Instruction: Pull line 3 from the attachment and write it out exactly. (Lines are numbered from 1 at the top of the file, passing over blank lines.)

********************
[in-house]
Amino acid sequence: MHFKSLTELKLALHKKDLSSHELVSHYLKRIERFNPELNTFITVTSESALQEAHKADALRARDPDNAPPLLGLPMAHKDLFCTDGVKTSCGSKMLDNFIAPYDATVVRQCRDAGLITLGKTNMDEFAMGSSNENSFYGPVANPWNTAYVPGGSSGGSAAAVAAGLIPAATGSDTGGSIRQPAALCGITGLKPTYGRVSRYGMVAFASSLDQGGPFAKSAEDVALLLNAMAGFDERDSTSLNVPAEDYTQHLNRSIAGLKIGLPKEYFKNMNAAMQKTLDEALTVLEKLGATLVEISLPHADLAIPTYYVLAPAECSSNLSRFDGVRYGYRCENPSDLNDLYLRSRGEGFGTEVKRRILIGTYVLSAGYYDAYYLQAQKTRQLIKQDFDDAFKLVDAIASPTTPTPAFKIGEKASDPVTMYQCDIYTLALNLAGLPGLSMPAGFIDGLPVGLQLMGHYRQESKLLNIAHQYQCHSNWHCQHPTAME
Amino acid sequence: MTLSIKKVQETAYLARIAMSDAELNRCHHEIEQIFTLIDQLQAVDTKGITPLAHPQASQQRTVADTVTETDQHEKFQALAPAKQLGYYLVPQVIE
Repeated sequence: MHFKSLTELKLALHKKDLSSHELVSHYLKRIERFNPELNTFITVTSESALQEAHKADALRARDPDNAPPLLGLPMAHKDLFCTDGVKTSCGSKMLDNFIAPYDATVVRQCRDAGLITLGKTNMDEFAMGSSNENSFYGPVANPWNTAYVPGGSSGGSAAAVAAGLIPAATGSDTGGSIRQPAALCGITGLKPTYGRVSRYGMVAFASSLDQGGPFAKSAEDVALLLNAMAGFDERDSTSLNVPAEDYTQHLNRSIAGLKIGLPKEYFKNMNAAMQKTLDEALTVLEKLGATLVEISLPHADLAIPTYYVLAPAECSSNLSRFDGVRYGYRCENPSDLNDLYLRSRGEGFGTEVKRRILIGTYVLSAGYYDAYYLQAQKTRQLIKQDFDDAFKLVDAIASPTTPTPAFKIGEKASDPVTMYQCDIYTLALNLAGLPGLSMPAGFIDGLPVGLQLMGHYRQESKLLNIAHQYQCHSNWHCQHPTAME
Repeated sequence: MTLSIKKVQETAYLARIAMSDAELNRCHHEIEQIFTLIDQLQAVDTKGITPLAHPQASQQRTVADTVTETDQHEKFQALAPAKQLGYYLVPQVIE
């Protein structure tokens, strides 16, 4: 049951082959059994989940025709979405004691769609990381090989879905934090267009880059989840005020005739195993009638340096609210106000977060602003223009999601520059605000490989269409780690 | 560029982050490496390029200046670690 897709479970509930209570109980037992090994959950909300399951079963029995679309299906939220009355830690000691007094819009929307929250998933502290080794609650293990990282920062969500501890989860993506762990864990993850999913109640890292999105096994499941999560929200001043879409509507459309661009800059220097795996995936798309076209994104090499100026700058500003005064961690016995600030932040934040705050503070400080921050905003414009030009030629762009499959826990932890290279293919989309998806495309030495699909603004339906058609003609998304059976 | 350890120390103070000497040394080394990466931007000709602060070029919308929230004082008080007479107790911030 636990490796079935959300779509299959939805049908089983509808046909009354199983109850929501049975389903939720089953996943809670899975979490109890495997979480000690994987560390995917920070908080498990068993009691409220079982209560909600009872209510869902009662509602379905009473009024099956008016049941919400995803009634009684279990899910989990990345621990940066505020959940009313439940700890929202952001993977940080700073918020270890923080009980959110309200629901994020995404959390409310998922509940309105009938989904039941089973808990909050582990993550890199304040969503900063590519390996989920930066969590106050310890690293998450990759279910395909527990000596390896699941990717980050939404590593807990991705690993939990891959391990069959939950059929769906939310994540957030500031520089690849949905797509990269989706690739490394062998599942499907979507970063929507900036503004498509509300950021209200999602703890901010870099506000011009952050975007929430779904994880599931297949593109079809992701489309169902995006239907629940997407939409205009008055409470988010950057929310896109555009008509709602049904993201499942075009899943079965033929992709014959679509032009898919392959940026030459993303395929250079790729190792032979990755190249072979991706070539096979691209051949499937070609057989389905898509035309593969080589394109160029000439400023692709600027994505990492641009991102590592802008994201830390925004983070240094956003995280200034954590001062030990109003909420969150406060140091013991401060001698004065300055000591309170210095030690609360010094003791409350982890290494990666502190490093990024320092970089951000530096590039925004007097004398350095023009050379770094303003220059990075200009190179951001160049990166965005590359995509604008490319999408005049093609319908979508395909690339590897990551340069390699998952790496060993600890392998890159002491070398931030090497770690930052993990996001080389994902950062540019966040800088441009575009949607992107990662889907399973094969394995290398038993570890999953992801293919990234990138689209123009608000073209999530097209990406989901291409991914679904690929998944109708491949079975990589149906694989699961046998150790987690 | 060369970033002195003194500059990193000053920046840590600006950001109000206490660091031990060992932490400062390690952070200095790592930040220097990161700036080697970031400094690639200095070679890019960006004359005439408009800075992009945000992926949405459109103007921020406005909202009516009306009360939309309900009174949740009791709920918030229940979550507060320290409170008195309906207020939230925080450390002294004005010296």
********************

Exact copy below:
Amino acid sequence: MTLSIKKVQETAYLARIAMSDAELNRCHHEIEQIFTLIDQLQAVDTKGITPLAHPQASQQRTVADTVTETDQHEKFQALAPAKQLGYYLVPQVIE